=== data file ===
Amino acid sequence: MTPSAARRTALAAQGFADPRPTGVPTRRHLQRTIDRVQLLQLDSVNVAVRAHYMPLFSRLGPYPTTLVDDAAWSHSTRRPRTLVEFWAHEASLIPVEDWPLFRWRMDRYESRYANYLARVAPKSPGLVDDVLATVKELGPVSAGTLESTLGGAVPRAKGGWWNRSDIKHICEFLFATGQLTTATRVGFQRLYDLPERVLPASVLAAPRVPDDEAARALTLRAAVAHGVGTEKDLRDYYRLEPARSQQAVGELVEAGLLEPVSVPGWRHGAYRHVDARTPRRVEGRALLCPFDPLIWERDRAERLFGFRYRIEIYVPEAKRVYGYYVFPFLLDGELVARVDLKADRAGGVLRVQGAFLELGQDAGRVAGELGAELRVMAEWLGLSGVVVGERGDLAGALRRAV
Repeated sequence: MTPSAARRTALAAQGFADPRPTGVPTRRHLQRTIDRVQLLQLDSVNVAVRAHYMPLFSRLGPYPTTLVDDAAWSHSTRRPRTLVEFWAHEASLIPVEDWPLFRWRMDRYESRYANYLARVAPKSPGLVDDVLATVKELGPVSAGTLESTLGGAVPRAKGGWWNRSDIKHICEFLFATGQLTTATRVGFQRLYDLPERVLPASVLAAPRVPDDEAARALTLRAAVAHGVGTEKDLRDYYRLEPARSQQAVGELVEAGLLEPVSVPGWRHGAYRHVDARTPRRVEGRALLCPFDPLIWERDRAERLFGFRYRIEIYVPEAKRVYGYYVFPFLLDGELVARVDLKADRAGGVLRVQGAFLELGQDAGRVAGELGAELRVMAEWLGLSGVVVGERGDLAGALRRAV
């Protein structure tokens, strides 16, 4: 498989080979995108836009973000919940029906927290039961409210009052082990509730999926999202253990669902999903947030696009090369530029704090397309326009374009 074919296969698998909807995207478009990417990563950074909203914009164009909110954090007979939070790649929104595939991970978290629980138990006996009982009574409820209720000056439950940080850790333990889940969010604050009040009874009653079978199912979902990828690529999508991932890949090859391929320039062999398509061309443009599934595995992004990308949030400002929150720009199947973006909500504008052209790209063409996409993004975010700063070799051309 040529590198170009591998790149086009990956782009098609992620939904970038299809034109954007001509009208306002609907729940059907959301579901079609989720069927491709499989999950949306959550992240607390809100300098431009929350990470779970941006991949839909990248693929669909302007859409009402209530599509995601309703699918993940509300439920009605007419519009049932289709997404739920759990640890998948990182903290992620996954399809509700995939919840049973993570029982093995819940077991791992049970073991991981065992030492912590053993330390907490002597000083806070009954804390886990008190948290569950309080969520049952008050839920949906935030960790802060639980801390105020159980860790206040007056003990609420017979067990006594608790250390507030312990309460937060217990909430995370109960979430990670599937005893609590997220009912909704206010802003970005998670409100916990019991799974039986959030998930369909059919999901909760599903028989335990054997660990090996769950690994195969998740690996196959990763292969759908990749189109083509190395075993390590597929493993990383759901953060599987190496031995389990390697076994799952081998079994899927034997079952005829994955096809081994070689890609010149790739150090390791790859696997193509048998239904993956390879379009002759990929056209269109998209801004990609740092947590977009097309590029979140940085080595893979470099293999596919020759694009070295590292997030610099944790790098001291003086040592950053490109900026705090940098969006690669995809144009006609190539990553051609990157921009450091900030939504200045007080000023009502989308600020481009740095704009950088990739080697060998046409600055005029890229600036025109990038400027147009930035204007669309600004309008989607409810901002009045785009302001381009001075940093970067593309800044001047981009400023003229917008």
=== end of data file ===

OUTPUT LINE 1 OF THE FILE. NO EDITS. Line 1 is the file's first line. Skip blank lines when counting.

Amino acid sequence: MTPSAARRTALAAQGFADPRPTGVPTRRHLQRTIDRVQLLQLDSVNVAVRAHYMPLFSRLGPYPTTLVDDAAWSHSTRRPRTLVEFWAHEASLIPVEDWPLFRWRMDRYESRYANYLARVAPKSPGLVDDVLATVKELGPVSAGTLESTLGGAVPRAKGGWWNRSDIKHICEFLFATGQLTTATRVGFQRLYDLPERVLPASVLAAPRVPDDEAARALTLRAAVAHGVGTEKDLRDYYRLEPARSQQAVGELVEAGLLEPVSVPGWRHGAYRHVDARTPRRVEGRALLCPFDPLIWERDRAERLFGFRYRIEIYVPEAKRVYGYYVFPFLLDGELVARVDLKADRAGGVLRVQGAFLELGQDAGRVAGELGAELRVMAEWLGLSGVVVGERGDLAGALRRAV